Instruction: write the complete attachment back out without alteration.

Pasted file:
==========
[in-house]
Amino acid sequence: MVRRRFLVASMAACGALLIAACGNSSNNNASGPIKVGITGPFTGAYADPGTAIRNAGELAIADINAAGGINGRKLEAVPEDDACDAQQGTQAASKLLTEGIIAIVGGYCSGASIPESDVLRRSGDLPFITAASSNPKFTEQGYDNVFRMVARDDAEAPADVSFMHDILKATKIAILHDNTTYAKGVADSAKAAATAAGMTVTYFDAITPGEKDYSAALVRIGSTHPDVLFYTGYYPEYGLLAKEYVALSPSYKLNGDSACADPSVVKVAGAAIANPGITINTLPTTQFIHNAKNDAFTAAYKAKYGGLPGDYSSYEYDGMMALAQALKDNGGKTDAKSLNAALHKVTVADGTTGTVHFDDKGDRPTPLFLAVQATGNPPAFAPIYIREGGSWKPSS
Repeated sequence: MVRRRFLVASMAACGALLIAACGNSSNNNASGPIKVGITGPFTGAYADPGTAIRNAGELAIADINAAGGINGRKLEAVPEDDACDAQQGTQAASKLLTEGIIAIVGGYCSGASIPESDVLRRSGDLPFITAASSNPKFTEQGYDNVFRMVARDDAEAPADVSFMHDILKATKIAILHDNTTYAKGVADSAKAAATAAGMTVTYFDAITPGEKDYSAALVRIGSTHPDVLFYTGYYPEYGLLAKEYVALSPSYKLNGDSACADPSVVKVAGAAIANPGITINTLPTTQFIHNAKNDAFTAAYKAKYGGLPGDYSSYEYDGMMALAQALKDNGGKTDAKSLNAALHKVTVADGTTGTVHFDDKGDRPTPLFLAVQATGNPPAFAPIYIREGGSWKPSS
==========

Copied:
[in-house]
Amino acid sequence: MVRRRFLVASMAACGALLIAACGNSSNNNASGPIKVGITGPFTGAYADPGTAIRNAGELAIADINAAGGINGRKLEAVPEDDACDAQQGTQAASKLLTEGIIAIVGGYCSGASIPESDVLRRSGDLPFITAASSNPKFTEQGYDNVFRMVARDDAEAPADVSFMHDILKATKIAILHDNTTYAKGVADSAKAAATAAGMTVTYFDAITPGEKDYSAALVRIGSTHPDVLFYTGYYPEYGLLAKEYVALSPSYKLNGDSACADPSVVKVAGAAIANPGITINTLPTTQFIHNAKNDAFTAAYKAKYGGLPGDYSSYEYDGMMALAQALKDNGGKTDAKSLNAALHKVTVADGTTGTVHFDDKGDRPTPLFLAVQATGNPPAFAPIYIREGGSWKPSS
Repeated sequence: MVRRRFLVASMAACGALLIAACGNSSNNNASGPIKVGITGPFTGAYADPGTAIRNAGELAIADINAAGGINGRKLEAVPEDDACDAQQGTQAASKLLTEGIIAIVGGYCSGASIPESDVLRRSGDLPFITAASSNPKFTEQGYDNVFRMVARDDAEAPADVSFMHDILKATKIAILHDNTTYAKGVADSAKAAATAAGMTVTYFDAITPGEKDYSAALVRIGSTHPDVLFYTGYYPEYGLLAKEYVALSPSYKLNGDSACADPSVVKVAGAAIANPGITINTLPTTQFIHNAKNDAFTAAYKAKYGGLPGDYSSYEYDGMMALAQALKDNGGKTDAKSLNAALHKVTVADGTTGTVHFDDKGDRPTPLFLAVQATGNPPAFAPIYIREGGSWKPSS